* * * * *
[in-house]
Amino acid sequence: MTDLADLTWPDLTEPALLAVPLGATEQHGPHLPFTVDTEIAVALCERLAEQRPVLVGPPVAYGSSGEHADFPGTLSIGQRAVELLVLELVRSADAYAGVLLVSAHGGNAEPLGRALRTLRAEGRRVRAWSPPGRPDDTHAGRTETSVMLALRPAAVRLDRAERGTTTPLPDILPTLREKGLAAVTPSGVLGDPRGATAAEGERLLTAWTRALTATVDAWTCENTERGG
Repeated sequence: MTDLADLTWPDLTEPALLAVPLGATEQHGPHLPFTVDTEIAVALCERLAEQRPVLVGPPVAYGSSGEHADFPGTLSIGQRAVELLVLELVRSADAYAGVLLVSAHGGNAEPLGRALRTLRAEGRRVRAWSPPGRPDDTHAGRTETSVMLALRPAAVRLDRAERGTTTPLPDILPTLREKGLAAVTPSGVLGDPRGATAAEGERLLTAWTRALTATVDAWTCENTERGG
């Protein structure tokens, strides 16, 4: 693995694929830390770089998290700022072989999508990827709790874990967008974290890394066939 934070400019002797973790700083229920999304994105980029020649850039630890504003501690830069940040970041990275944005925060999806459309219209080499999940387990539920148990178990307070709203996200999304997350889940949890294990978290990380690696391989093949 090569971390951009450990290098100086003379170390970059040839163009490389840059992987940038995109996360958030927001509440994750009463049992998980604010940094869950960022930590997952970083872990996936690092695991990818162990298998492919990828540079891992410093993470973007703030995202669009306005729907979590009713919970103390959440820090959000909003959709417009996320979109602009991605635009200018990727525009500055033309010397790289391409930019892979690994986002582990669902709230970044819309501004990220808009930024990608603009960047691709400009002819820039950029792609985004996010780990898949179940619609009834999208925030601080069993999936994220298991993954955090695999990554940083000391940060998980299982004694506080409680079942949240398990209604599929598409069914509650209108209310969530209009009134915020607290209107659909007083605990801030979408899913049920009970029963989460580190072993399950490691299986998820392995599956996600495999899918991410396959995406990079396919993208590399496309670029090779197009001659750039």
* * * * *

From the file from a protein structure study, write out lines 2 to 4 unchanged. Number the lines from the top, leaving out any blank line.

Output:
Amino acid sequence: MTDLADLTWPDLTEPALLAVPLGATEQHGPHLPFTVDTEIAVALCERLAEQRPVLVGPPVAYGSSGEHADFPGTLSIGQRAVELLVLELVRSADAYAGVLLVSAHGGNAEPLGRALRTLRAEGRRVRAWSPPGRPDDTHAGRTETSVMLALRPAAVRLDRAERGTTTPLPDILPTLREKGLAAVTPSGVLGDPRGATAAEGERLLTAWTRALTATVDAWTCENTERGG
Repeated sequence: MTDLADLTWPDLTEPALLAVPLGATEQHGPHLPFTVDTEIAVALCERLAEQRPVLVGPPVAYGSSGEHADFPGTLSIGQRAVELLVLELVRSADAYAGVLLVSAHGGNAEPLGRALRTLRAEGRRVRAWSPPGRPDDTHAGRTETSVMLALRPAAVRLDRAERGTTTPLPDILPTLREKGLAAVTPSGVLGDPRGATAAEGERLLTAWTRALTATVDAWTCENTERGG
């Protein structure tokens, strides 16, 4: 693995694929830390770089998290700022072989999508990827709790874990967008974290890394066939 934070400019002797973790700083229920999304994105980029020649850039630890504003501690830069940040970041990275944005925060999806459309219209080499999940387990539920148990178990307070709203996200999304997350889940949890294990978290990380690696391989093949 090569971390951009450990290098100086003379170390970059040839163009490389840059992987940038995109996360958030927001509440994750009463049992998980604010940094869950960022930590997952970083872990996936690092695991990818162990298998492919990828540079891992410093993470973007703030995202669009306005729907979590009713919970103390959440820090959000909003959709417009996320979109602009991605635009200018990727525009500055033309010397790289391409930019892979690994986002582990669902709230970044819309501004990220808009930024990608603009960047691709400009002819820039950029792609985004996010780990898949179940619609009834999208925030601080069993999936994220298991993954955090695999990554940083000391940060998980299982004694506080409680079942949240398990209604599929598409069914509650209108209310969530209009009134915020607290209107659909007083605990801030979408899913049920009970029963989460580190072993399950490691299986998820392995599956996600495999899918991410396959995406990079396919993208590399496309670029090779197009001659750039």